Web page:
shuffles obediently to front of car, lifts hood, looks.
"It's still there, now what?"
Yep, this was me the other day at Logan Airport. I couldn't even limp back home, needed a tow. Days before driving to Florida to pick up Javi, my Throttle Position Sensor decided to shit the bed. Would have been an easy repair, but even my shop was cursing Nissan - the sensor is actually pop-riveted to the throttle body, so the entire unit needed to be replaced, not just the sensor. In any case, repairs have been made, and I'm ready to go.
But the day it was down meant I needed to ride public transportation in and out of work for a day. While we love to denigrate our public transit system here in Boston (The Oldest Subway in America - and It Shows!!), it's actually a lifesaver.
While I have a bus stop at the end of my street, it's a local. I walked the 4/10 of a mile to the city center and got on an express bus direct to Downtown Boston. Two stops on the subway, and it's another 4/10 of a mile to walk to my "office". I was there in just about an hour end-to-end. Sometimes it takes longer to drive.
Getting home was even easier. I don't like to ride the bus outbound, even though it's actually easier to connect to it from work. (There's more westbound traffic.) I was headed to North Station to connect to commuter rail, which needed a subway transfer. I walked to the stop, and arrived on the platform at the same time as the subway; strolled on board. I arrived at the transfer stop at the same time as another train, and made it to the commuter station just in time to miss the early train. But it was actually delayed a minute or two due to other trains moving around, and for once that was to my advantage. I strolled on board there too, and we were immediately underway.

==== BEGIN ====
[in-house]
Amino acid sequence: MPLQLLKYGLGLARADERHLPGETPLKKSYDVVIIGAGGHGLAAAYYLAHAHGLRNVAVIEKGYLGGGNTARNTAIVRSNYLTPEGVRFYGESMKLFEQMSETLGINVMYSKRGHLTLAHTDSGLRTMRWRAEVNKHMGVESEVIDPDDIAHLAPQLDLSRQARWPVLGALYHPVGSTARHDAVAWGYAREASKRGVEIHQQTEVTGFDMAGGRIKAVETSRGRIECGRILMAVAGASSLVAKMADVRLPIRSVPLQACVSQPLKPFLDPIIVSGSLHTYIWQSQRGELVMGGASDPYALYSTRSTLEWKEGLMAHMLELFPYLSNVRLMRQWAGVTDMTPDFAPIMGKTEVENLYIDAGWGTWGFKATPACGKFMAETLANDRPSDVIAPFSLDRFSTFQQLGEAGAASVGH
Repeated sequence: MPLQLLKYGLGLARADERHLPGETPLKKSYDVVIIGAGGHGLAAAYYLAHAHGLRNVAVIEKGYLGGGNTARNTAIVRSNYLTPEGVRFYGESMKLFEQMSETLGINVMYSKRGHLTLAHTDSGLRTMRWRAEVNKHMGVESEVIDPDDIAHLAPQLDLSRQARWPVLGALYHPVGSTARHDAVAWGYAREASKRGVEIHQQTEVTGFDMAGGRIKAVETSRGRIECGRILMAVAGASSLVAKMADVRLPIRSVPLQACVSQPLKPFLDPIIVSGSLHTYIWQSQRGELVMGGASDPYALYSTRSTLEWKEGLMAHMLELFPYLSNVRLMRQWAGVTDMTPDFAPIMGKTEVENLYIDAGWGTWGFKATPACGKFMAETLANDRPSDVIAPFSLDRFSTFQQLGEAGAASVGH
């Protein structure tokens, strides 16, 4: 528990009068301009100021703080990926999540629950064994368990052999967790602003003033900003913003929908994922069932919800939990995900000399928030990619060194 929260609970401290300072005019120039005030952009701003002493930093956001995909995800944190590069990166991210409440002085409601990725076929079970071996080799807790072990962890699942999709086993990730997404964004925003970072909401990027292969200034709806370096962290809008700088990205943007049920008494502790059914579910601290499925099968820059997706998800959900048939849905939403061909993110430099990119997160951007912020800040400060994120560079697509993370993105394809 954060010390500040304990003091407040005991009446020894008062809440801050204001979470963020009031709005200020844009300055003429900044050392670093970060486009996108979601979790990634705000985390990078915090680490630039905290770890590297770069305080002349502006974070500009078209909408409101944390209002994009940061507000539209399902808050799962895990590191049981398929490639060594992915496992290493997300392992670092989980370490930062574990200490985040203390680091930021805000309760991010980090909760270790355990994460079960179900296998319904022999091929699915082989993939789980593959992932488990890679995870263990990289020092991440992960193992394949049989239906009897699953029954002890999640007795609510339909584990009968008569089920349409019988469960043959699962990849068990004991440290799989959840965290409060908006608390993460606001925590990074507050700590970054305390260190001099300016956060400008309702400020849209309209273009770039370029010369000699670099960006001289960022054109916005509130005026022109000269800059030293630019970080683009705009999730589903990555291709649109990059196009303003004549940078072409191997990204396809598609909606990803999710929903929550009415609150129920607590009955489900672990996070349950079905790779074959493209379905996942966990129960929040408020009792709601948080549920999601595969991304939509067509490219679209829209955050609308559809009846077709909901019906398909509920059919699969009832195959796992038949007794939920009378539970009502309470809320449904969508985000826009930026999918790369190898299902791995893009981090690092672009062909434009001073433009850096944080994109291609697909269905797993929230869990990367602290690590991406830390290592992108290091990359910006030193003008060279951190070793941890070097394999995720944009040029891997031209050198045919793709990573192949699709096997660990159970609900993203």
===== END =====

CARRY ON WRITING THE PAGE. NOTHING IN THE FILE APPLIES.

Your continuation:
Including the walk home - that actually took me less than an hour. Something unheard of for a routine MBTA commuter.
But all of that got me thinking. I'm here at the "BOS" end of the Bos-Was corridor. Every major city here has a subway system. Boston, NYC, Philadelphia, Baltimore, Washington. Outside that corridor? Not so much.
I was able to go about my business with a minimal amount of disruption or delay. As I have noted here previously, it's possible for me to live and work here without a car if I so chose.
I cannot imagine how far up Shit's Creek I would have been in other parts of the country without such things.